Harris first heard these stories while he grew up working amongst slaves on a Georgia plantation during the Civil War. Just a few years after the Jim Crow laws were enacted, he celebrated and preserved African-American culture and folklore that was widely derided and may have otherwise been lost. In doing so, he also satirized the very “plantation school” writers that Von Drehle lumps him in with.

If Von Drehle bothered to study the Uncle Remus tales, as I suspect he has not, I think he’d be delighted to find “Americanism at its best”—literature that tears down borders.

Lain Shakespeare
Executive Director
The Wren’s Nest House Museum
Historic Home of Joel Chandler Harris

For a more detailed look at this particular issue, take a look at “Everything You’ve Heard About Uncle Remus Is Wrong.”


Storytelling with Curtis at the National Black Arts Festival

Things have been a little bonkers with us lately, and our blog hasn’t been getting the attention it deserves.  Sorry, baby — I still love you.

Part of the reason?  It’s festival season, which means we do things like go to the National Black Arts Festival for three days.  Go ahead, see for yourself (and enjoy some storytelling while you’re at it) —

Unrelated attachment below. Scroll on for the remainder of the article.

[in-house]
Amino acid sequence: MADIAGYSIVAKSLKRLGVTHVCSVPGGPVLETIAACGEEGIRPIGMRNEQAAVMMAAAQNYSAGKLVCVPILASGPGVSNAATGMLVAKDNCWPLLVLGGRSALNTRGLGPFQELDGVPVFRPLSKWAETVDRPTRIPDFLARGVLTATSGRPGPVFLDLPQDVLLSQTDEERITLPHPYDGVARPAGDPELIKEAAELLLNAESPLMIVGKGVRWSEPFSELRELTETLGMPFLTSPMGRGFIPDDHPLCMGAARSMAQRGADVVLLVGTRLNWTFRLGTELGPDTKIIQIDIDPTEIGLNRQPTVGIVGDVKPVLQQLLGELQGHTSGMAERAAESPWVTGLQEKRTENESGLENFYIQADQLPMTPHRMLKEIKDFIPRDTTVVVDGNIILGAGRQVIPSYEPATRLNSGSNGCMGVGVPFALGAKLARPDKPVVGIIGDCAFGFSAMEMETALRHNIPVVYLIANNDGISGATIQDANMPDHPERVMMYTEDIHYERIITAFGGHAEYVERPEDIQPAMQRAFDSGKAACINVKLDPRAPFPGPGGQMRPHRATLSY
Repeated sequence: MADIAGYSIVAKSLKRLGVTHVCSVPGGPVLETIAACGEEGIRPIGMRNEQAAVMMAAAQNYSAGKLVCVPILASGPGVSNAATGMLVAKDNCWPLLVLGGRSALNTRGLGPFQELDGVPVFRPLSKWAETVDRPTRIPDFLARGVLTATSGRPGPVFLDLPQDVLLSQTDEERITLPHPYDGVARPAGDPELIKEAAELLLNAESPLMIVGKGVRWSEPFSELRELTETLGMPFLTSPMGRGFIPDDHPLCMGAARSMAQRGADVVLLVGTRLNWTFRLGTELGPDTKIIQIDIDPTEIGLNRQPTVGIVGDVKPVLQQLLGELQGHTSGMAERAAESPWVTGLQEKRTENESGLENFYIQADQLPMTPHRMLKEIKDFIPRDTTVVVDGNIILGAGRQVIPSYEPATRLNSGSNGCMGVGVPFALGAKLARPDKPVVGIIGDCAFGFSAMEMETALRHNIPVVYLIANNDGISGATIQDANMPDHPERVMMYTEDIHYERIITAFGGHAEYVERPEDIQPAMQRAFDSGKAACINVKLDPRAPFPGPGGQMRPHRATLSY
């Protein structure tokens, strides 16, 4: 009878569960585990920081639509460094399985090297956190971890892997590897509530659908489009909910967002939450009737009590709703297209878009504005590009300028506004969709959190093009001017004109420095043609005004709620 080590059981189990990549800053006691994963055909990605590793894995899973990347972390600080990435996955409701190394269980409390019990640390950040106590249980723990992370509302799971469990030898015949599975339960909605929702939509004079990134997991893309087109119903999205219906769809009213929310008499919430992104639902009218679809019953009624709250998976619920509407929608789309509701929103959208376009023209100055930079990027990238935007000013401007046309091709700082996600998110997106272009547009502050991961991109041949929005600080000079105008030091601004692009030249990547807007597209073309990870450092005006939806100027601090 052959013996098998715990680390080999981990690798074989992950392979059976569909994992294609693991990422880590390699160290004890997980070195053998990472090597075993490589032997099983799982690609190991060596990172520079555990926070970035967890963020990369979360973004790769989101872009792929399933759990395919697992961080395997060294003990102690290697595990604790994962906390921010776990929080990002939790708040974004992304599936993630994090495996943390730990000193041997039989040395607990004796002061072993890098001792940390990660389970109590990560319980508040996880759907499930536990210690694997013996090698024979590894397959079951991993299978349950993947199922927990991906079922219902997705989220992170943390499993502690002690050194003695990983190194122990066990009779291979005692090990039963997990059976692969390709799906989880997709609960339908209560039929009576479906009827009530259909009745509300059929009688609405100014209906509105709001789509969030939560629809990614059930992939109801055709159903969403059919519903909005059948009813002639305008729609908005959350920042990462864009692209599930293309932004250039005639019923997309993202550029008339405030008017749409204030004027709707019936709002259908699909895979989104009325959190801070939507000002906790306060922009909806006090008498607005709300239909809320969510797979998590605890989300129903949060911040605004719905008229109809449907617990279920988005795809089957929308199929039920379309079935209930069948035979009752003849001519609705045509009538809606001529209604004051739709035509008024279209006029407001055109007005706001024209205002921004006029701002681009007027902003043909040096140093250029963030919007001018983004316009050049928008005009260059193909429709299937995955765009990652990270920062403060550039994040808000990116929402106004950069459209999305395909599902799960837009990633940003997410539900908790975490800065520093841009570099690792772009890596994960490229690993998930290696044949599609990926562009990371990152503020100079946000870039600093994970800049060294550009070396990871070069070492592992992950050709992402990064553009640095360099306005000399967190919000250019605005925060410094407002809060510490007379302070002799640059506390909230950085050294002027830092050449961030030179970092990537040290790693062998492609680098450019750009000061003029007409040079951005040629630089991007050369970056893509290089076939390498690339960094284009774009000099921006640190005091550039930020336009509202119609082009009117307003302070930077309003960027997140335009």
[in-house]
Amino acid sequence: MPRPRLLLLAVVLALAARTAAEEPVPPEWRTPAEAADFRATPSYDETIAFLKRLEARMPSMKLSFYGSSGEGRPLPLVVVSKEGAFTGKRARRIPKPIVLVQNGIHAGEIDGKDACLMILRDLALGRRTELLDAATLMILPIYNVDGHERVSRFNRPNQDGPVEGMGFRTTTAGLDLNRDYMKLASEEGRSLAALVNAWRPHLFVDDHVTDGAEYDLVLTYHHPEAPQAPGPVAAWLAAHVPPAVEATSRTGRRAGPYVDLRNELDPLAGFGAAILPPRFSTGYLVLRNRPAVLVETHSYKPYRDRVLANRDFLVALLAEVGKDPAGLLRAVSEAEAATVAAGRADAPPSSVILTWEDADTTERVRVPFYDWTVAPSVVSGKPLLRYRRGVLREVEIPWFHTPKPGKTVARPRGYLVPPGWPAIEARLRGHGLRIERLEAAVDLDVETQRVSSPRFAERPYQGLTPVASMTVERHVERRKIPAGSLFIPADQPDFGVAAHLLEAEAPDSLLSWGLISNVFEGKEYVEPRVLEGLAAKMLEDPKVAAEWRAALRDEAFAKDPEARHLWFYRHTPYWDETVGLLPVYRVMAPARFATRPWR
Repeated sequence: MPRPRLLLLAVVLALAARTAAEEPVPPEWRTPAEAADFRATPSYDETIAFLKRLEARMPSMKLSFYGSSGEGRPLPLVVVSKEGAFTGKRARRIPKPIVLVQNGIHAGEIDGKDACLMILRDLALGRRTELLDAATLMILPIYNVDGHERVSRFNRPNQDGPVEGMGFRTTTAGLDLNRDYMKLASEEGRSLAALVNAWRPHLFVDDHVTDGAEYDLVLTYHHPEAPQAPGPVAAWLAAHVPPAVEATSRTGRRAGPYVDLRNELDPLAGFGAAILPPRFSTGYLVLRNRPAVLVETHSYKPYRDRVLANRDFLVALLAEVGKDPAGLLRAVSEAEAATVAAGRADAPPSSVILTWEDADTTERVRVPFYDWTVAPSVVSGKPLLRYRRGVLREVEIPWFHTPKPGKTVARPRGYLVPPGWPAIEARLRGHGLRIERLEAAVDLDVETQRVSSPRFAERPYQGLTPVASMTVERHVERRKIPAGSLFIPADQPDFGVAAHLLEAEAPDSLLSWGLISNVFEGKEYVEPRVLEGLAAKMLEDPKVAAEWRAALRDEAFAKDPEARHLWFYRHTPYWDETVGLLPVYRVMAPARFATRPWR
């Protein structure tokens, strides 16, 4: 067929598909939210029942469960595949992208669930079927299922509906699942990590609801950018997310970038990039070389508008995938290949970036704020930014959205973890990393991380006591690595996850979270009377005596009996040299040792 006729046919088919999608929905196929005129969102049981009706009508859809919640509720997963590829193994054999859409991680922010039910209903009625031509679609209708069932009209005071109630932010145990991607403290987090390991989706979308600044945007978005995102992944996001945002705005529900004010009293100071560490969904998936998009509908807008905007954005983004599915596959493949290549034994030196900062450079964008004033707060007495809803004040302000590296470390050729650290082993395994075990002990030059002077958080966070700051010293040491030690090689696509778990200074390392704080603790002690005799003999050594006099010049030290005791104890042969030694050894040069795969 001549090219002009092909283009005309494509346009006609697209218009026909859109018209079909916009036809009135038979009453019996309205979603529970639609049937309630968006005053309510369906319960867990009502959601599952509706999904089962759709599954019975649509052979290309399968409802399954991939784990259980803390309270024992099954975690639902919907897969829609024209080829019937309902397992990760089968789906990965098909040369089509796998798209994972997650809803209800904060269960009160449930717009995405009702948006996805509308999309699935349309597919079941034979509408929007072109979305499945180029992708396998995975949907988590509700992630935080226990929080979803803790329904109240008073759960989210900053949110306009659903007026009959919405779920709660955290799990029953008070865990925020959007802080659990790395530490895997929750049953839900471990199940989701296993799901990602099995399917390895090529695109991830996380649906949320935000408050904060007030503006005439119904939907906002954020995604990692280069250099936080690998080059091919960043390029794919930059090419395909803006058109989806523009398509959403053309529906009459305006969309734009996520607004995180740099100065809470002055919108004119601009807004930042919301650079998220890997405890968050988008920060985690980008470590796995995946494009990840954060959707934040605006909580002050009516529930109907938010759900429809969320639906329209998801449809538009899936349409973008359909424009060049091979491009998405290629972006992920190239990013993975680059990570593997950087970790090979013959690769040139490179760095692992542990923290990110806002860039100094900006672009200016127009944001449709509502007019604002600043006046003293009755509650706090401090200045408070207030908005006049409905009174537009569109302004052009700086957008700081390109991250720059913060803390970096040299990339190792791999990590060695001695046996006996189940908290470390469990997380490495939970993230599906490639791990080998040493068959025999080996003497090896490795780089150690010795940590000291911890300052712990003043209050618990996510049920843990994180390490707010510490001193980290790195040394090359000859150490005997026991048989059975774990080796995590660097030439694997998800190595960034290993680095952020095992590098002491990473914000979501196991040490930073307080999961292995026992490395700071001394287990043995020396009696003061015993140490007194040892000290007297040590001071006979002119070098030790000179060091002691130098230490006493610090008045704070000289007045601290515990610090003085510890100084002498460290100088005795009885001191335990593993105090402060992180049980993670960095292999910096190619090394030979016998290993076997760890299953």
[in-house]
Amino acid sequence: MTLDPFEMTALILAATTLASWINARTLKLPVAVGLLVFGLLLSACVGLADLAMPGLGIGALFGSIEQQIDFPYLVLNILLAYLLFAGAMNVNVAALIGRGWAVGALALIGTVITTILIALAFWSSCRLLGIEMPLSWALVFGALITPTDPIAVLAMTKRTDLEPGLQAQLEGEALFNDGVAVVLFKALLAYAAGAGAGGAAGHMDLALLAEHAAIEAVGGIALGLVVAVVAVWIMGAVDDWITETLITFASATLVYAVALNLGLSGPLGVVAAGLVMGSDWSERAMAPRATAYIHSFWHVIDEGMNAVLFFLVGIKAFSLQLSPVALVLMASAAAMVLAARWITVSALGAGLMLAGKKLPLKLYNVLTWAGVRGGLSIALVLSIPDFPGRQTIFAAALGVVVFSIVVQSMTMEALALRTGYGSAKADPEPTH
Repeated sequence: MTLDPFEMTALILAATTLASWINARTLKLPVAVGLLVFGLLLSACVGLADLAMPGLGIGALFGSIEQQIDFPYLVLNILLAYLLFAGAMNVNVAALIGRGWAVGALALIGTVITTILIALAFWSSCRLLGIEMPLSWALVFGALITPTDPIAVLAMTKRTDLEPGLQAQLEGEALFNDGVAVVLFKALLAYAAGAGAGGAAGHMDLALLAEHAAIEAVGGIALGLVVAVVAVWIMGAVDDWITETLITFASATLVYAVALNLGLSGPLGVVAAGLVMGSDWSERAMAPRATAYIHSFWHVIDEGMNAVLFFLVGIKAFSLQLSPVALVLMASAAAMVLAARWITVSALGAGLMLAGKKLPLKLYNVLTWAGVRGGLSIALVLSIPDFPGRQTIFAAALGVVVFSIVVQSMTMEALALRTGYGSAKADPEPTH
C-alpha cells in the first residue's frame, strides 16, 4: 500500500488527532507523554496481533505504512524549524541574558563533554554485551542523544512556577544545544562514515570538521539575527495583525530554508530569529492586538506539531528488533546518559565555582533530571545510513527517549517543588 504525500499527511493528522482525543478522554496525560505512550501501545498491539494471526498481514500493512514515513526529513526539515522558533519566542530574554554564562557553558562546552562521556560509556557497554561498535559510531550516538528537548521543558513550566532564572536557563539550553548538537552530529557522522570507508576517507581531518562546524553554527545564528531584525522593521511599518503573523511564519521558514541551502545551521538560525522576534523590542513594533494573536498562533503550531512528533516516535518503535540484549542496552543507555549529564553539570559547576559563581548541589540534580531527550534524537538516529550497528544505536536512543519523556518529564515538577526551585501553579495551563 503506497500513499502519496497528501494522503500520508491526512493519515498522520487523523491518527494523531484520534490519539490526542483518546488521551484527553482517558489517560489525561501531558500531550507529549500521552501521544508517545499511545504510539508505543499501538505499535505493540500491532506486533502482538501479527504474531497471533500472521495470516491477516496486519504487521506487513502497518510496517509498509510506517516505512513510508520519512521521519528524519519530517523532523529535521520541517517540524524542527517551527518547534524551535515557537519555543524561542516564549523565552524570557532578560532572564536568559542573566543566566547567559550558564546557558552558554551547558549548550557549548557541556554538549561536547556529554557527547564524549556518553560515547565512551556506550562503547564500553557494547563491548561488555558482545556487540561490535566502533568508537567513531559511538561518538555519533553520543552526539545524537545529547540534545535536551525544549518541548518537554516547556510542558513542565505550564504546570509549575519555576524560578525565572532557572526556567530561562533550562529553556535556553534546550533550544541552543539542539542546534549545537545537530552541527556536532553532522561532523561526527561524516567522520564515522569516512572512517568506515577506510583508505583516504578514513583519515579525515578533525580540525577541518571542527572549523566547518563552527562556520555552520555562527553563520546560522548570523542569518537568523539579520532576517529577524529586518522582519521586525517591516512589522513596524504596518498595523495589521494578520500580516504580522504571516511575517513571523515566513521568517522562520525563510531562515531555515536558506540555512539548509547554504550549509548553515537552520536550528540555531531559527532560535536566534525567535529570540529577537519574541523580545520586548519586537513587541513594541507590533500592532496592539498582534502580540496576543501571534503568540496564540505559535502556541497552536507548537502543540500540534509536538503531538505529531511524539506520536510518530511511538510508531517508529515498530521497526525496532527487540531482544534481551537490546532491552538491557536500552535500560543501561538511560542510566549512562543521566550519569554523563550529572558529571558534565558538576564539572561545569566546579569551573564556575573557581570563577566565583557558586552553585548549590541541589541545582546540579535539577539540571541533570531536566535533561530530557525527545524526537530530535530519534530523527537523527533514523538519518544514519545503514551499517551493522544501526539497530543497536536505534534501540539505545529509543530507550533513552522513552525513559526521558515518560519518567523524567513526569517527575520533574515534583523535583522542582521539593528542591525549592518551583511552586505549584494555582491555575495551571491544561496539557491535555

That’s Curtis, storyteller extraordinaire, in our tent on the second day of the NBAF.  He was filmed by the wonderful Spenser Simrill, Jr., who also recorded Akbar here a few months ago.  Remember?

While being awesome all over town takes time, you can still get your fix if you follow us on Twitter, where the Wren’s Nest is consistently amusing.  In the meantime, don’t worry — more excuses posts coming soon!

Spring Break (Woo!) Storytelling Extravaganza 2010! April 6 – 9th! Woo!

Remember what a great time we had with our Spring Break (Woo!) Storytelling Extravaganza last year?  Oh, you weren’t there?  Allow me to fill you in: so much fun.

Lucky for you, we’re ready to triumph once again!  Next week, from April 6th – 9th, we’ll be offering storytelling every day at noon. And!  To sweeten the pot, admission will be Buy-1-Get-1 Free!

We’re serious about how great this will be.  Want proof?

Check out this outstanding and totally legit poster from general good guy (and Vernacular cover designer) Zach. The illustration should look familiar — we featured Fritz Eichenberg’s awesome pieces a few weeks back.

Weather permitting, storytelling will be held outside.

We encourage y’all to bring a picnic lunch.  Tours will follow the performances or the lunches, whichever makes the most sense.  We don’t want to rush your digestion.

Lest you start whining about this being only for students, allow me to remind you, crybaby: it’s during your lunch break!  And boy are we MARTA accessible.

Hope to see you there!